Kamehameha is the only institution with the land, capital and resources to reduce our food imports, that are now over 90%, and ensure that Hawai'i does not run out of food in case of natural disasters or rising oil prices.

    Tuesday, June 12, 2012

    Six things that we need to know about cholesterol

    Here are six things that we need to know about cholesterol:
    i) It is virtually impossible to explain how vital cholesterol is to the human body. If you had no cholesterol in your body you would be dead. No cells, no bone structure, no muscles, no hormones, no sex, no reproductive system, no digestion, no brain function, no memory, no nerve endings, no movement, no human life – nothing without cholesterol. It is utterly vital and we die instantly without it.
    ii) Cholesterol is so vital to the body that our bodies make it. The body cannot risk leaving it to chance that we would get it externally from food or some other external factor – that’s how critical it is.
    iii) There is no such thing as good cholesterol and bad cholesterol. Cholesterol is cholesterol. The chemical formula for cholesterol is C27H46O. There is no good version or bad version of this formula.HDL is not even cholesterol, let alone good. LDL is not even cholesterol, let alone bad. HDL stands for High Density Lipoprotein. LDL stands for Low Density Lipoprotein. (There are three other lipoproteins, by the way, chylomicrons, VLDL and IDL).
    Fat and cholesterol are not water soluble so they need to be carried around the body in something to do their vital work. The carriers of such substances are called lipoproteins. We can think of lipoproteins as tiny ‘taxi cabs’ travelling round the blood stream acting as transporters. So, lipoproteins are carriers of cholesterol – oh – and triglyceride and phospholipids and protein. All lipoproteins carry all of these substances – just in different proportions. LDL would more accurately be called the carrier of fresh cholesterol and HDL would more accurately be called the carrier of recycled cholesterol.
    iv) The standard blood cholesterol test does not measure LDL – it estimates it. The fasting blood cholesterol test can only measure total cholesterol and HDL. There are two other unknowns in a four variable equation – LDL and VLDL. The estimation is refined further using the Friedewald equation (named after William Friedewald, who developed it).
    Total cholesterol = LDL + HDL + VLDL/5 (Ref 8)
    As any mathematician will tell you, one equation, with four variables, only two of which can be measured, is a fat lot of good. We need at least one more equation or known variable, to avoid circular references. This also means that:
    - All other things being equal, LDL will rise if a) total cholesterol rises and/or b) if HDL falls and/or if c) VLDL falls.
    - All other things being equal, LDL will fall if a) total cholesterol falls and/or b) if HDL rises and/or if c) VLDL rises.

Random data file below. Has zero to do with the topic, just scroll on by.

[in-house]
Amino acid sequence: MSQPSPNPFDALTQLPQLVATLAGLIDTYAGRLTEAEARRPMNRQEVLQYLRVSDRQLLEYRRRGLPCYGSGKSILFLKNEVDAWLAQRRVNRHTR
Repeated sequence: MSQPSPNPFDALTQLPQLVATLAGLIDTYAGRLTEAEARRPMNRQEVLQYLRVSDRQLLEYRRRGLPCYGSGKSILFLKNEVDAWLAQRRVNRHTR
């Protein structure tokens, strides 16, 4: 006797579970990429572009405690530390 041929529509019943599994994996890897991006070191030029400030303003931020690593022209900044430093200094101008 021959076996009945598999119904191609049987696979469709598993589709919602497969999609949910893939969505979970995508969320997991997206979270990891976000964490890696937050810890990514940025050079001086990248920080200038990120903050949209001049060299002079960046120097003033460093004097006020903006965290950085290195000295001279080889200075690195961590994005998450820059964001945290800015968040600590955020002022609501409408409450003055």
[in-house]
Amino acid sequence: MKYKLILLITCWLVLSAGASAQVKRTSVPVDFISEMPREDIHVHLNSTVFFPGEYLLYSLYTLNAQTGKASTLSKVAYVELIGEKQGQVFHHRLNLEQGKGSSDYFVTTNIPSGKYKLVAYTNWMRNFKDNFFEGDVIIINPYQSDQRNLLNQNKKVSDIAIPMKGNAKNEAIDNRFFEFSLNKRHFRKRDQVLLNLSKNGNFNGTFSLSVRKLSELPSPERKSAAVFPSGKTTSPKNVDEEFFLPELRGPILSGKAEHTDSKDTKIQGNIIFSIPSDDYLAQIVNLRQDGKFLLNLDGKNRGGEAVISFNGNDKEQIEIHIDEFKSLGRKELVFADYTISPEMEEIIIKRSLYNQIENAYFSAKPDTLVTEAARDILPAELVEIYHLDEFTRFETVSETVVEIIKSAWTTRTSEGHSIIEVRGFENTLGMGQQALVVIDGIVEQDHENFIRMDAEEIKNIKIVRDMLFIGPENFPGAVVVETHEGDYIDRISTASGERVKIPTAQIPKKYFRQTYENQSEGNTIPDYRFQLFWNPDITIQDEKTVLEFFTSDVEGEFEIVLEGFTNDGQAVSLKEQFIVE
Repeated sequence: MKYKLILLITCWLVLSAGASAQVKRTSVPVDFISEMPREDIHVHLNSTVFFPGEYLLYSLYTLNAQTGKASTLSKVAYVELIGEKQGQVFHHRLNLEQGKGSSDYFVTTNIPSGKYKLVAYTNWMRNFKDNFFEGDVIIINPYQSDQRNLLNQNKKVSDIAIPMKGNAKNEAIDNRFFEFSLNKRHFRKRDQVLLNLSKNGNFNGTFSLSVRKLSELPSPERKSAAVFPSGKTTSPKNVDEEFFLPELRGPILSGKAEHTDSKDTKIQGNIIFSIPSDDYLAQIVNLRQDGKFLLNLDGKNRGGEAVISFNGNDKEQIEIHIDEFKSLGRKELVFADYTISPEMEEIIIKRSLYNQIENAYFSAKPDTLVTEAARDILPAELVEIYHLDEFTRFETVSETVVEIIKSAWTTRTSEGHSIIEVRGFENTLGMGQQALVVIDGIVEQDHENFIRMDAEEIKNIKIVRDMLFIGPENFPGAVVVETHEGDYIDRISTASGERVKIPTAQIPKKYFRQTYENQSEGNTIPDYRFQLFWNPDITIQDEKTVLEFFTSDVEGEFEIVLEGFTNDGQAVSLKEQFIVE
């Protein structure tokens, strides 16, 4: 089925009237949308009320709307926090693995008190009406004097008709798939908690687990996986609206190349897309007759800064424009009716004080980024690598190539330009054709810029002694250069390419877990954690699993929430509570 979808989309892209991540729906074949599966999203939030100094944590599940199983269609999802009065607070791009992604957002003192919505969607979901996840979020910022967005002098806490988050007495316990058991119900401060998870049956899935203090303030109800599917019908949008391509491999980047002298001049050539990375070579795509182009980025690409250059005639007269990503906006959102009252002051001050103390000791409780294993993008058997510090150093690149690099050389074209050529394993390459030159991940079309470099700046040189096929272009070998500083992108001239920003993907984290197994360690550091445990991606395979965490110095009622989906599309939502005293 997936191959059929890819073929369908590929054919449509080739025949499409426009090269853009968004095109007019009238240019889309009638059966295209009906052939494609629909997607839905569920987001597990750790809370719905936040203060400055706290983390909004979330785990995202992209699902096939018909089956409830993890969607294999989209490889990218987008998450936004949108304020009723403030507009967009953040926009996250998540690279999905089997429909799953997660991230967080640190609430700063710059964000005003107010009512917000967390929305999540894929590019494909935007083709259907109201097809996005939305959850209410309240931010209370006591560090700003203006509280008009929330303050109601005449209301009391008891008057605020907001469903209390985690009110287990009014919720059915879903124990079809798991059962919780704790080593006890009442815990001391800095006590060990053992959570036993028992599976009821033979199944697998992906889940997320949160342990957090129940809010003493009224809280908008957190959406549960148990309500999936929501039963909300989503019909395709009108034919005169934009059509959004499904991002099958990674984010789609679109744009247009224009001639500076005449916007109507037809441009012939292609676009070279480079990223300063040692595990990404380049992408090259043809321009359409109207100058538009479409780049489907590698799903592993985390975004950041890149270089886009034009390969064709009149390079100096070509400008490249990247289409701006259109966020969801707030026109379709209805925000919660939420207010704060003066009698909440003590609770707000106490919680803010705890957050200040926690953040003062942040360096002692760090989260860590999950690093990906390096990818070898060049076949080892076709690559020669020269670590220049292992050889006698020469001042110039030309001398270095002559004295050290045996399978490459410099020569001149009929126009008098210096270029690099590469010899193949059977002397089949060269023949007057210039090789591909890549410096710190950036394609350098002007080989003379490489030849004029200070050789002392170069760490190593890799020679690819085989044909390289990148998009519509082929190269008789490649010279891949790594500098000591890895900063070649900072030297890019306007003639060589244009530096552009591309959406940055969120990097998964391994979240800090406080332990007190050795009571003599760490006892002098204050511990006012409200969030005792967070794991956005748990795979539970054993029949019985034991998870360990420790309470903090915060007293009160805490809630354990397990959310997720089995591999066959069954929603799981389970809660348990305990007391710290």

No wonder an inverse association is observed between LDL and HDL – it is by definition. More surprising is that a fall in VLDL (triglycerides), which would be welcomed by doctors, would be accompanied by an automatic increase in LDL, all other things being equal, which would not be welcomed by doctors. And you thought that this was scientific.
    v) Statins stop the body from producing the cholesterol that it is designed to produce. They literally stop one of our fundamental body processes from being able to function. The intelligent view on statins is that in the very limited arena where they appear to have some ‘benefit’ (men over 50 who have already had a heart attack), they ‘work’ by having anti-inflammatory properties and that the fact that they lower cholesterol (by stopping the body from being able to produce this vital substance) is a very unfortunate side effect. (Drug companies should work on developing something that has the anti-inflammatory benefit without this huge and damaging side effect – it’s called aspirin).
    One in 500 people have familial hypercholesterolemia and may have a problem clearing cholesterol in their body (rather like type 1 diabetics who can’t return their blood glucose levels to normal). For anyone else to be actively trying to lower their vital and life affirming cholesterol levels is deeply troubling.
    vi) “Cholesterol in food has no impact on cholesterol in the blood and we’ve known that all along.” Ancel Keys.
    Ancel Keys, the same man who did the brilliant Minnesota starvation experiment, spent the 1950’s trying to show that cholesterol in food was associated with cholesterol in the blood. He concluded unequivocally that there was not even an association, let alone a causation. He never deviated from this view.
    Cholesterol is only found in animal foods (it is a vital substance for every living creature). Hence the only foods that Keys could add to human diets, to test the impact of cholesterol, were animal foods. Given that he concluded that eating animal foods had no impact on blood cholesterol levels, it follows that animal foods per se have no impact on blood cholesterol levels (not that high cholesterol is a problem – quite the contrary – but that’s another story).
    There is no need, whatsoever, to avoid liver, red meat, other meat, fish, eggs, dairy products etc for any cholesterol that they may contain, or for any other reason.
    The body makes cholesterol. I worry about a number of things, but I don’t worry that my body is trying to kill me.

    Monday, June 11, 2012

    Cholesterol and Heart Disease

    Lowering Insulin Slows Cancer Growth

    Hmmmmm,  sounds familiar.

    Future of Fitness?

    Written by Ido Portal